Peter Hoskin

TV debate - live blog

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2130, PH: And that's it.  I'll be posting a verdict shortly.

2129, PH:
Clegg tries to repeat his Amazing Memory Feat from last week - but this time it's the issues discussed, and not questioners' names.  Not as impressive.  After that, he talks "change" and delivers a few jibes about the "opponents of change".

2128, PH: Cameron, to camera: "That sounded desperate ... we need a clean break."  Cameron says "clean break" again, and mentioned the "Big Society".

2127, PH:
Closing pitches now. Brown doesn't look at the camera for his - it starts slowly, but he looks more enthusiastic when he gets to the bit about the Tories being a "risk to the economy".  He adds that the Lib Dems are a risk because of their policies on Iran and Trident.

2126, JGF:
This immigration exchange worked well for Cameron. Miliband in the room now spinning for Labour.

2125, PH:
And now Clegg is onto Cameron, asking what level the Tories would set any cap at.  Cameron doesn't give a direct answer.

2123, PH: Clegg is on Brown's case - asking him what he would do about the country's "900,000" current illegal immigrants.  Brown murmurs something about deporations.  But Clegg has a snappy response: "Deport them? You don't even know where they live."  This gets a laugh from the audience.

2122, PH: Cameron deals with Clegg's regionalised immigration policy, asking sardonically whether it would mean border controls at each county.

2120, JGF: Tories have just blasted out quotes from a speech where Brown suggested the Tories would scrap 'free bus passes for the elderly and free prespcriptions'. It's a speech to a Welsh Labour conference, but I'm pretty sure these issues aren't devolved. But open to being corrected.

2118, PH: Brown surprisingly forceful in response to Nick Clegg - he says that an amnesty wouldn't deter illegal immigrants, but draw them to a soft-touch Britain. Problem is, after 13 years, Brown probably isn't making his attacks from the strongest platform.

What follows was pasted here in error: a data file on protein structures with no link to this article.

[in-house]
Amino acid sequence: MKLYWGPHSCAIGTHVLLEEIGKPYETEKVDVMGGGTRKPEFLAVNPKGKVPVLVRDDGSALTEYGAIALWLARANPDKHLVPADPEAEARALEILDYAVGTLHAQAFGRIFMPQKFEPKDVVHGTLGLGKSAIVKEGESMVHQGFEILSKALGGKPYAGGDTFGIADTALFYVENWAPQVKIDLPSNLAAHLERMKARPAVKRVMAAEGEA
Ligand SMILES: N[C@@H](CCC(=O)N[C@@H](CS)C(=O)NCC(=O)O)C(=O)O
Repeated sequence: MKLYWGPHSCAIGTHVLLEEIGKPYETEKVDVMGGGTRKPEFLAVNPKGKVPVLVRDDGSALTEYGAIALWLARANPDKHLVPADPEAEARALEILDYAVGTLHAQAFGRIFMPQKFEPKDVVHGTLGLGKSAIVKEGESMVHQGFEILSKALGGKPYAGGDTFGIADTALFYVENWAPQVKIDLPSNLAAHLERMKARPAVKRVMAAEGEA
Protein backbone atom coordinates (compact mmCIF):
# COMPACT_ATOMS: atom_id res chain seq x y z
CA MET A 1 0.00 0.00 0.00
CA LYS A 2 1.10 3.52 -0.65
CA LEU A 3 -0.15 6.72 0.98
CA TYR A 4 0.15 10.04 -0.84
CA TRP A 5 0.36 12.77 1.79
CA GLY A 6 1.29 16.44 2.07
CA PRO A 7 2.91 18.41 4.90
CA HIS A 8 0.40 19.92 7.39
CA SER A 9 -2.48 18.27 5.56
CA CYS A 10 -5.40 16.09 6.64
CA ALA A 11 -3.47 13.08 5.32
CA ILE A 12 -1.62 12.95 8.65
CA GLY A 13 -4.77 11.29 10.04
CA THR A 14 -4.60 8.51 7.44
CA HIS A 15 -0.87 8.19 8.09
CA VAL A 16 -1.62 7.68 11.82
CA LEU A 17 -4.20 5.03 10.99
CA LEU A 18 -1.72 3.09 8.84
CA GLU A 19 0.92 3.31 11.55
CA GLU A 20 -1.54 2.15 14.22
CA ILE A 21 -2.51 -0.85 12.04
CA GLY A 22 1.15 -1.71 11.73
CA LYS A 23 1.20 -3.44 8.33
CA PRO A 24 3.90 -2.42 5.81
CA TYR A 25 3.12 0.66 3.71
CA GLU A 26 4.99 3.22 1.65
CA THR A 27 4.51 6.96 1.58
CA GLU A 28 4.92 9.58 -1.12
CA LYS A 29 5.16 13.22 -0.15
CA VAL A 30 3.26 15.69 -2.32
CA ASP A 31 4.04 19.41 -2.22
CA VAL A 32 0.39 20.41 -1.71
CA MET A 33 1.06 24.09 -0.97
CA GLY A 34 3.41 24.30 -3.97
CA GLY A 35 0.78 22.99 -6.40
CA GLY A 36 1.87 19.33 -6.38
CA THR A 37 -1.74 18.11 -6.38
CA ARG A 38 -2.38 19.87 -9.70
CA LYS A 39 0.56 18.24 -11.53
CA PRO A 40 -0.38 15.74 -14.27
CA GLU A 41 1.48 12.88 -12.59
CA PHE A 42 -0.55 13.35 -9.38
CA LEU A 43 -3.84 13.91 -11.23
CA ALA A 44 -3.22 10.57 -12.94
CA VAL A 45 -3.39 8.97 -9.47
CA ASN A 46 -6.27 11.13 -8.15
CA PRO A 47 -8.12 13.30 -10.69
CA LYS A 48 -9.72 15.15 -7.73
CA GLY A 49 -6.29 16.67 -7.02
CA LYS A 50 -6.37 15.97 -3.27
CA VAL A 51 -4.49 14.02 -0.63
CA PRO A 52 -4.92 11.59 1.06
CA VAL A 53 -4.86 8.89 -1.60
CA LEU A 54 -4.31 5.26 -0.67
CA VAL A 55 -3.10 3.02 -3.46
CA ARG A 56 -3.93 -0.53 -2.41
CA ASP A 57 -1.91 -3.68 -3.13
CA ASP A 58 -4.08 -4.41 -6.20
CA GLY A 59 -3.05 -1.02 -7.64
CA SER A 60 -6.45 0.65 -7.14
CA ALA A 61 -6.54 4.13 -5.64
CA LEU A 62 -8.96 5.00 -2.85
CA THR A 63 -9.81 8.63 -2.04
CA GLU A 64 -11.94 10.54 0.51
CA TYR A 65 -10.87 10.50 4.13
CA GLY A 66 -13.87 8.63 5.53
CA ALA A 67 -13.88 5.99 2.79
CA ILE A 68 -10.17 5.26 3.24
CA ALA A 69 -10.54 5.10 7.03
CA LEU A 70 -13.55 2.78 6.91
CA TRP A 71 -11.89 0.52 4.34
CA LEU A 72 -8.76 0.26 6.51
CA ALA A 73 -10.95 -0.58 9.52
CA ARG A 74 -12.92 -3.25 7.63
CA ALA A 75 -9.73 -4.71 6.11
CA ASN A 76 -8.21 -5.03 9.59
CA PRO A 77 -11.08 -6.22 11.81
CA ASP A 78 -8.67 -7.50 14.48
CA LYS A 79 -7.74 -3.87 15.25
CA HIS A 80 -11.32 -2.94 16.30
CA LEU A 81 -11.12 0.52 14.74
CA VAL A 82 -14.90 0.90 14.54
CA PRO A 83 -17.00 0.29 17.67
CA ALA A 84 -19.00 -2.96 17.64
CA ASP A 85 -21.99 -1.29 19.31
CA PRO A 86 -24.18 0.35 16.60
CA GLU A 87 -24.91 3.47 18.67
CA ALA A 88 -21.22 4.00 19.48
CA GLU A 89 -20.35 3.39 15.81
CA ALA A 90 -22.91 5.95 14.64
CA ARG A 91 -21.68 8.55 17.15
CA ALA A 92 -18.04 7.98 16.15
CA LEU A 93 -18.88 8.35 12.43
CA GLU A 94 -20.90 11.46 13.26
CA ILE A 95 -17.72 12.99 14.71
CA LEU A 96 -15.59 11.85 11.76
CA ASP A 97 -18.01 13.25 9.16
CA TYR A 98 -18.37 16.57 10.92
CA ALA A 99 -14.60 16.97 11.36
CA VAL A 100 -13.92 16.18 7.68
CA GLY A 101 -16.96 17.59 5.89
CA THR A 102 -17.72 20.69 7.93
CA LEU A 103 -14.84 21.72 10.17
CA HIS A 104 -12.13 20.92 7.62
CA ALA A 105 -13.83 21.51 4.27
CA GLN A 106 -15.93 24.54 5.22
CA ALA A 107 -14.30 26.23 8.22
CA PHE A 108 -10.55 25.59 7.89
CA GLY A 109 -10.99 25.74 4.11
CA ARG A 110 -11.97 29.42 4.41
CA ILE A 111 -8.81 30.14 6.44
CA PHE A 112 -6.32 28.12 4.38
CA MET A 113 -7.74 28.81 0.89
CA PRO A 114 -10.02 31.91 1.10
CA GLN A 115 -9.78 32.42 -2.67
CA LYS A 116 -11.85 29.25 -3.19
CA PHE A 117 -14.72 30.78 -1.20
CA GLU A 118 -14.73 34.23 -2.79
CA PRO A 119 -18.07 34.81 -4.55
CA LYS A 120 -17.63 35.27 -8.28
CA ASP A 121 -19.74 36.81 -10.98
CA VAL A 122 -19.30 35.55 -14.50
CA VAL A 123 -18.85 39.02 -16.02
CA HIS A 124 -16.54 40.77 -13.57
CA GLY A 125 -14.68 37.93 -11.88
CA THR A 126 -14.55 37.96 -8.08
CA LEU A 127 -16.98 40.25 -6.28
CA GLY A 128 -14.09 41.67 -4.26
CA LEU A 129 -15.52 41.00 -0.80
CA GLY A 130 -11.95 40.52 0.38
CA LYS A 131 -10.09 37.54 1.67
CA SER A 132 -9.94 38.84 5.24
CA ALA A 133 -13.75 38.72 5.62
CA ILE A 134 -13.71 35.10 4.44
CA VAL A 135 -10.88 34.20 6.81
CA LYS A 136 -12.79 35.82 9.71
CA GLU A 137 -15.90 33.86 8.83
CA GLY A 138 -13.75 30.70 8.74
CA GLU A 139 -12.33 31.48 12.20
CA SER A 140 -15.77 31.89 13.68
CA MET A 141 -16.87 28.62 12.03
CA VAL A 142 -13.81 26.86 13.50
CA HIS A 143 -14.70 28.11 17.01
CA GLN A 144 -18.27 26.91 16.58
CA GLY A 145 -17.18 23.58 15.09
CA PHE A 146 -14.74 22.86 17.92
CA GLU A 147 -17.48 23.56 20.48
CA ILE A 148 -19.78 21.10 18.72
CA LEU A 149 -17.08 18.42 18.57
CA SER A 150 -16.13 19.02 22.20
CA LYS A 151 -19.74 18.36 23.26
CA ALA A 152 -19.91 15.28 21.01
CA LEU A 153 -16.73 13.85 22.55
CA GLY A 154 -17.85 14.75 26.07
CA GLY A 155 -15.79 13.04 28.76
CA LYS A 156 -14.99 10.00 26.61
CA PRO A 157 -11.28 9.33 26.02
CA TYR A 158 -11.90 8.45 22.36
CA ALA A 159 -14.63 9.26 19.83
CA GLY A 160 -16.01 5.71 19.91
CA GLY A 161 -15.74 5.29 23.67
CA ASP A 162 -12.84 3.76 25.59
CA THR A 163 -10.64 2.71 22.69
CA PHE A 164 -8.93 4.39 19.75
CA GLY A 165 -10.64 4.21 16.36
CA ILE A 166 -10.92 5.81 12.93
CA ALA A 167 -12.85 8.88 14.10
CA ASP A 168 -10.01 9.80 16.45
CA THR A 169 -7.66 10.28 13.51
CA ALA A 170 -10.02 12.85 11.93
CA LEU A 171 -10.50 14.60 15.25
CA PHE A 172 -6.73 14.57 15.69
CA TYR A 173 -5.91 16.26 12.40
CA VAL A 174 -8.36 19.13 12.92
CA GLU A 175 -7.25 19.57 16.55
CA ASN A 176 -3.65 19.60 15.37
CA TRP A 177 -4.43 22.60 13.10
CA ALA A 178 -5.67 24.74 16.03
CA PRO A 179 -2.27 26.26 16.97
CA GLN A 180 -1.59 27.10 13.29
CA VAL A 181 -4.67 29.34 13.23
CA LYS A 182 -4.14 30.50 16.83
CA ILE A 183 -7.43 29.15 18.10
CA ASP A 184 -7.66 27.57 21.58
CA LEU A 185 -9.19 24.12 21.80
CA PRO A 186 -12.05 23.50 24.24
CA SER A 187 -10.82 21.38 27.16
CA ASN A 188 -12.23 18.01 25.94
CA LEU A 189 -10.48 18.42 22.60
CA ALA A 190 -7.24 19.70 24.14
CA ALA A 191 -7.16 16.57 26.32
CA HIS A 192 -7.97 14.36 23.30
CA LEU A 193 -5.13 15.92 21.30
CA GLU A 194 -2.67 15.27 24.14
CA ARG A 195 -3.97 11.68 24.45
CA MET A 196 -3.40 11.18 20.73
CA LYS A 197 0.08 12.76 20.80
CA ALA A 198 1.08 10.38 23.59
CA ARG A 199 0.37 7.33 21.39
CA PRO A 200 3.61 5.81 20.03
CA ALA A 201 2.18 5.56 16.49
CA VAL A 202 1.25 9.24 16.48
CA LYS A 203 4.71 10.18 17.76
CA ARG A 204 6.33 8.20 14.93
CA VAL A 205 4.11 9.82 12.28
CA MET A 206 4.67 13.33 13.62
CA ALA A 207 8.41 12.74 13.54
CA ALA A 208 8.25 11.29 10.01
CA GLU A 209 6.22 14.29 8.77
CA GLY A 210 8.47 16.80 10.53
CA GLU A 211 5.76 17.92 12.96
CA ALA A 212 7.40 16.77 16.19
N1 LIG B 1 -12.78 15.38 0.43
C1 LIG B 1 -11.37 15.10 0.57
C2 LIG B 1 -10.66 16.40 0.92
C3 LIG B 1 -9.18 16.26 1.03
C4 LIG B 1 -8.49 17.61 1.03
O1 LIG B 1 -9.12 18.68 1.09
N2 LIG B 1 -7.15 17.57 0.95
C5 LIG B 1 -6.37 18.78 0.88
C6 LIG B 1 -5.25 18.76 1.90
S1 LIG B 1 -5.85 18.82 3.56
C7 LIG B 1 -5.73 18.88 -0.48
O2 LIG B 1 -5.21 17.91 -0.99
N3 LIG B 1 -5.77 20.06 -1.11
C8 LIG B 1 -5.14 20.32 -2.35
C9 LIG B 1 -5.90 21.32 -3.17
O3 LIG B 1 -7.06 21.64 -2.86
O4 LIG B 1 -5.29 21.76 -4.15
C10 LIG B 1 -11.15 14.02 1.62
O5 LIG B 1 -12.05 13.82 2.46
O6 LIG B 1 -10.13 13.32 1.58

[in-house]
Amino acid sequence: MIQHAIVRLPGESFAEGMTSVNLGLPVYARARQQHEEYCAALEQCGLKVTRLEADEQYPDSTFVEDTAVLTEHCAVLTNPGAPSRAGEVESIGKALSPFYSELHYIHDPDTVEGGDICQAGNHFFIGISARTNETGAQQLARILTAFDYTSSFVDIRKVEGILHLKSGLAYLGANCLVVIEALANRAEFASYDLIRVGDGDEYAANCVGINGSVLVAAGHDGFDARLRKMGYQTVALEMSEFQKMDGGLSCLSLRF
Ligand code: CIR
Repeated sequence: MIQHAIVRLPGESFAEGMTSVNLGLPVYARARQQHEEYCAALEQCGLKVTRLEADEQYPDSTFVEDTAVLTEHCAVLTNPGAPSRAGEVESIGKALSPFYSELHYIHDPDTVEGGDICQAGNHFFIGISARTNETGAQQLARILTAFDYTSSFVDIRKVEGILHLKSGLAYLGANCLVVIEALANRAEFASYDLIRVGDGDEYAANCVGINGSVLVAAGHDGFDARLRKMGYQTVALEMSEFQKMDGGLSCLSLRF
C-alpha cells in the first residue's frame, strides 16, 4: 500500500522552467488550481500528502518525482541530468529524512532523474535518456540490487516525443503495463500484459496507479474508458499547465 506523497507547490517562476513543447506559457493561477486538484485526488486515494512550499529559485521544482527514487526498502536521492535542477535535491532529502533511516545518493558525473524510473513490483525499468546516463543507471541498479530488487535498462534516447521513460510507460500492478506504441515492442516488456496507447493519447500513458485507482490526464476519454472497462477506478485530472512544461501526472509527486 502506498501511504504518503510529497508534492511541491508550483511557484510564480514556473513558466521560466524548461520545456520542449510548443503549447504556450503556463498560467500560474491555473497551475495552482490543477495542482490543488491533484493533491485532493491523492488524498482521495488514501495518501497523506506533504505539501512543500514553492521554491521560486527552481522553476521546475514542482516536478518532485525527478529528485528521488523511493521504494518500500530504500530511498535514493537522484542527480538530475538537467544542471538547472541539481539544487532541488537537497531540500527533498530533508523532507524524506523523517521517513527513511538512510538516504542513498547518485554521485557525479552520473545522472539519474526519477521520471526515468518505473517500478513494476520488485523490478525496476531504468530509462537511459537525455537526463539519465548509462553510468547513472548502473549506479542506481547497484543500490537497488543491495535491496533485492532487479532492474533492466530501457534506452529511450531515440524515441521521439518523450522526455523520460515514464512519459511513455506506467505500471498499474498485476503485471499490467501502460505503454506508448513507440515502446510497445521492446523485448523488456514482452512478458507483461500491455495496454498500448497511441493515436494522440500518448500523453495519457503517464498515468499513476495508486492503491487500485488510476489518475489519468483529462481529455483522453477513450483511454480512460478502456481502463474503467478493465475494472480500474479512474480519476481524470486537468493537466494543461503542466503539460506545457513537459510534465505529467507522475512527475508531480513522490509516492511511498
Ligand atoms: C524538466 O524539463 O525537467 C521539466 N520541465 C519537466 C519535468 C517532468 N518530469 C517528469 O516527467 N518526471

2117, JGF: Mandelson's not here but he's still spinning, a statement from him has just landed in our inboxes.

2116, PH: Immigration now - how can it be made fairer.  Clegg leads with the Lib Dem's policy of having an amnesty for illegal immigrants.  He says that these people have "lived in the shadows of the economy".

2114, JGF: That's Brown's message for the night: Cameron's a risk to the economy, Clegg's a risk to your security. It's the startegy Hillary adopted towards the end of the Dem primaries in '08 as she tried to run against McCain and Obama simulatenously.

2113, PH: Brown tries to turn the issue on it's head, saying that Cameron isn't "denying" that he'd take "six thousand millions out of the economy" in an emergency Budget.  He claims that this sounds like the "same old Tories".  Cameron frowns.

2112, JGF:
Hope someone has footage of Gove taking it to Whelan over Labour's leaflets in the media centre.

2110, PH: Now were getting into the Great National Insurance Dividing Line.  Cameron says that Labour's hike would stall the recovery - and mentions the support of business leaders.  Brown claims that "taking £6bn out of the economy" would cost jobs.  To my minds, the Tory leader has the superior lines on this.